The Wine Consumer Cometh

A new generation of consumers is discovering wine, and looking for value.

Steve Holtz, Editor in Chief, CSP Daily News

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Most retailers have been hearing it for years: The convenience- store consumer is discovering wine. The grab-and-go nature of c-stores makes them perfect for the consumer in need of a quick bottle of wine for dinner at home or at a bring-your-own restaurant. There is an opportunity to increase the customer spend by selling wine with price points from $2.99 to $20.

And, in varying degrees, retailers have indulged, developing small racks for wine on the store floor or making space in the cooler for a few facings. Some have had success, growing the section as needed; others have seen a lukewarm response, drawing a few dedicated customers, perhaps enough to maintain the small space devoted to the grape. But as 2011 dawned, new data is pretty convincing that, indeed, there’s reason to believe more c-store customers will be seeking a bottle of vino from their favorite store’s shelves.

The Next Generation

Wine accounts for 20% of all alcohol drinks consumed by millennials, the coming-of-age demographic of consumers born between 1980 and 1999, according to Nielsen data cited by AdAge. That’s well advanced of Generation X, which, at the same age 10 years ago, chose wine for only 13% of its alcohol drinks.

If that trend holds, wine will account for 26% of all alcohol drinks in the United States, up from 24% today, according to the AdAge report.

 “The two fastest-growth wineconsumption categories: No. 1 is millennials, No. 2 is baby boomers,” says Tony Gaines, national director of trade development for E&J Gallo Winery, Modesto, Calif. “Roughly 7 million new wine consumers each year come in the millennial category. It’s big.”

This very fact—that younger adult consumers are getting a taste for the grape earlier—is driving retail wine success in one of Meiners Market’s stores in Lee’s Summit, Mo. A nearby apartment complex of 280 units made the store ripe for an expanded wine section.

“That’s why this store [exists]; it’s the apartments behind the store,” says Jerry Meiners, a partner in the sixstore chain based in Kansas City, Mo. “The people who live there are probably between 23 and 35 years old, and a lot of them have fairly good jobs. It’s an upscale apartment complex. That’s why, even though some of our other stores do more inside sales, they just don’t sell as much wine as this particular store.”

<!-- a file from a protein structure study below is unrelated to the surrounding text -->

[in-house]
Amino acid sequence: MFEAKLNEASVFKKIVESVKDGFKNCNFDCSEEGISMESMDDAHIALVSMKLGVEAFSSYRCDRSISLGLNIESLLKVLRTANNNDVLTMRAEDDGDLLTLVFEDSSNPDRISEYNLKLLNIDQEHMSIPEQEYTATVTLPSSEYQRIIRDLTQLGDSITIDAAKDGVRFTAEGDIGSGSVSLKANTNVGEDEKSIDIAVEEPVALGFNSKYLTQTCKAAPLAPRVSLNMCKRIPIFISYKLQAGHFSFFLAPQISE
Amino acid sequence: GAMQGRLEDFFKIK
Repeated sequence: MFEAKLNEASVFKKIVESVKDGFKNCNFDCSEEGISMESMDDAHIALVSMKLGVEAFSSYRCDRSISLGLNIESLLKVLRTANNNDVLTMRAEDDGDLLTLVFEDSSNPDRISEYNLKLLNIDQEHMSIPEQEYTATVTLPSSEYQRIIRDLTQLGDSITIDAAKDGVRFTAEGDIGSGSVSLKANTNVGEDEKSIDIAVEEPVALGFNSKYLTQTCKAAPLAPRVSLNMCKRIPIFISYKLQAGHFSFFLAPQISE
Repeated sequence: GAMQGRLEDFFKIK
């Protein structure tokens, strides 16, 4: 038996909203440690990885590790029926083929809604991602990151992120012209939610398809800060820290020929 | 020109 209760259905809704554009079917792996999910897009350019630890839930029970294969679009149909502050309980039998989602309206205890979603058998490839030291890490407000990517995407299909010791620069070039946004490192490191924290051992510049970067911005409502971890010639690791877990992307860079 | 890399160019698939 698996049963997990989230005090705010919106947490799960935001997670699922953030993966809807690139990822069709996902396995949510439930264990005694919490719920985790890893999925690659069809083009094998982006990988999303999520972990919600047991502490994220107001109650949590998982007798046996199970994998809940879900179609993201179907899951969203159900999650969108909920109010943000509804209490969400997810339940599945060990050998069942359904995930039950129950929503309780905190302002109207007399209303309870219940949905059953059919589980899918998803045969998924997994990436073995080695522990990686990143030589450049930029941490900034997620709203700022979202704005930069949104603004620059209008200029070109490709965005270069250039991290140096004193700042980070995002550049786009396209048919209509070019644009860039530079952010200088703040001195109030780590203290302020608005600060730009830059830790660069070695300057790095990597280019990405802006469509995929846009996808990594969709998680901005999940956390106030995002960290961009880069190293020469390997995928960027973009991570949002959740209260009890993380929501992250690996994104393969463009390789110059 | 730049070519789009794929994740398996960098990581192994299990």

The 3,800-square-foot store sports about 20 feet of linear space dedicated to wine, plus space in the cold vault—double the space allowed for wine in Meiners’ other stores. In 2010, wine sales at the store grew 16.5% compared to the previous year, hitting about $26,000.

Connecting With Customers

Knowing the demographic of that neighborhood and the trends of that demographic made all the difference for Meiners, much as they did for the Candler Park Market in Atlanta.

Situated in a former grocery store in the gentrifi ed, hip neighborhood of Candler Park, the store’s owners, including Greg Hutchens, initially planned to develop a small-scale neighborhood convenience store that would focus on local favorites and a deli. Five years later, an unsuspecting consumer visiting the site might think he’s entered a liquor store, and the site earned the No. 12 spot on Food & Wine’s list of “America’s 50 Most Amazing Wine Experiences.”

And, interestingly, customers urged Candler Park to get into the wine and beer business.

 “[It] came about because of an adjacent restaurant across the street,” says Hutchens. “When they first opened, they didn’t have a license to sell alcohol. So their customers requested from us to bring in beer and wine so they could bring it over there. It just evolved from there.” Evolved into aisles and endcaps fi lled with nearly 700 globe-spanning wines, from California to Romania— and a quick education for Hutchens, whom more than one customer has dubbed “my wine guy.”

“That’s been a learning process,” Hutchens says. “I can’t say my knowledge was extensive prior to that, but it’s something I really enjoy doing.” Candler Park now encourages customers to ask about the wines it stocks; employees share their knowledge as an added way to connect with customers.

Not Averse To Advice

One of the channel’s biggest success stories with wine is found in the 110- store Huck’s chain, based in Carmi, Ill. The company’s private-label Five Buck Huck, the most popular wine the stores sell, brings in a margin of about 24% (CSP—July ’09, p. 65).

But a retailer needn’t be a small or mid-sized independent to drive wine sales. Large chains, from Sunoco and Kum & Go to The Pantry and 7-Eleven, have made concerted efforts in recent months to drive wine sales.